Navigating the stock market
Want to make your money grow but don't know how? CHAI HUNG YIN speaks to experts
To start investing in the stock market, you need to open two accounts - a Central Depository (COP) securities account and a brokerage account.
You must be at least 18-years-old and must not be an undischarged bankrupt. Novice investors may not know which of the 12 brokerage firms in Singapore - many offering online and mobile trading platforms - they should pick. These are the criteria to look out for:
While the commission fees charged by brokerage firms are largely similar, there are exceptions. (See chart on right.)
Other transaction charges per trade include clearing fees imposed by CDP of 0.0325 per cent, SGX trading access fee of 0.0075 per cent and 7 per cent of goods and services tax (GST) on the total charge.
Most firms here also charge a minimum fee for each trade, except for Standard Chartered Singapore.
"Commission cost is always based on the notional transaction amount.
"For the same percentage commission, the absolute value will seem large for a small notional amount, but for a larger amount, it will be insignificant," says Mr Raymond Chin, head of e-broking at RHB Securities Singapore, formerly known as DMG & Partners Securities.
To illustrate how the charges impact your return, here is a sample calculation.
If you buy 100 shares of M1 stock last trading at $2.84 that cost $284, the charges you incur can be:
• a minimum fee of $25
• clearing fee of $0.09
• SGX trading access fee of $0.02
• GST of $1.76
So the actual cost of buying 100 M1 shares is $26.87 + $284, or a total of
When you sell the shares, you will incur a similar amount of cost, depending on the selling price.
That means to buy and sell the 100 shares, you will be slapped twice with the fee and GST of $26.87.
To reduce the impact of the minimum brokerage fee of $25, each trade should be around $9,100 in value, says UOB Kay Hian's vice president of equities and financial products, Mr Goh Yong Ren.
But with a larger amount, the potential loss could be greater, he adds.
Says Mr Goh: "It would be more prudent for investors to practise risk management instead of committing $9,100 per trade, so that they are not penny wise, pound foolish."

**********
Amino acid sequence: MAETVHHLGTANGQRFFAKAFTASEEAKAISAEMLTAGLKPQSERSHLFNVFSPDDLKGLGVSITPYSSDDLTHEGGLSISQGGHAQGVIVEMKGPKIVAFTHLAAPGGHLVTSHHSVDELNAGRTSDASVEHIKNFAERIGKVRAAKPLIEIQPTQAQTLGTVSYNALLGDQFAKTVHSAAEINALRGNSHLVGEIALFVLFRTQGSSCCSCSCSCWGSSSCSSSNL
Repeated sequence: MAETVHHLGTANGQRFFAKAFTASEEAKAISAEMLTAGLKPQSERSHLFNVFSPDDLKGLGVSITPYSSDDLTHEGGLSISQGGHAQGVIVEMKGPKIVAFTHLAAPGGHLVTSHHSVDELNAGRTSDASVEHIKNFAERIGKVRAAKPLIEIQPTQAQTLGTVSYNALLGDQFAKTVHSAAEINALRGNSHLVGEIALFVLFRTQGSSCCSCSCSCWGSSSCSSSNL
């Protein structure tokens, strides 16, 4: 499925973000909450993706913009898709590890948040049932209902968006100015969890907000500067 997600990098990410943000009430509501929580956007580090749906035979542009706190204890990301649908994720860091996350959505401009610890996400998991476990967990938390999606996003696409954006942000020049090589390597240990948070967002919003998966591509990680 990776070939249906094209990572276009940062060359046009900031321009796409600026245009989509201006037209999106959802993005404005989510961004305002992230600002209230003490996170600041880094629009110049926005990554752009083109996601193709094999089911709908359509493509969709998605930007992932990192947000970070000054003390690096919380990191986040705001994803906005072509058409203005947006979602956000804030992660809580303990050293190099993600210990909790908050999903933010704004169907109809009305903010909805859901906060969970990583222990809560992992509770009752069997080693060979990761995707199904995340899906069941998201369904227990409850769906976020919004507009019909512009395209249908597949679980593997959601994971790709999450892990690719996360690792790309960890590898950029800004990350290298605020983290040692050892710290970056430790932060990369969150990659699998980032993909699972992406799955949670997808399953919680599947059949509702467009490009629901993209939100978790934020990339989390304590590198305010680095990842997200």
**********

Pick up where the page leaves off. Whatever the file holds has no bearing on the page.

A cash-funded account usually has a lower commission rate, as transactions are settled with cash provided up-front and are not a credit risk, says DBS Vickers Securities' managing director for retail business, Mr Andrew Soh.
"A good brokerage should be able to provide access to timely and comprehensive market research reports to help investors stay abreast of the latest market developments and make sound investment decisions," adds Mr Soh.
HSBC Singapore's head of retail banking and wealth management, Mr Matthew Colebrook, says investors need to consider their individual investment needs.
"For high-frequency traders, low trading fees, high-speed platform, charting tools would be important.
"For medium- to longer-term investors aiming to build an investment portfolio, a one-stop shop that offers a wide range of investment products and consolidated view of wealth holdings would be important."
Online tools, charts and calculators can help investors make more informed decisions, says Mr Elgin Ting, head of products group at OCBC Securities.
"However, it is still crucial for a brokerage to have knowledgeable trading representatives and provide reliable customer service support, for the times when its customers need assistance beyond what a computer can provide."
People, Investing made easy ← , The New Paper On Sunday, November 1 2015, Pg 21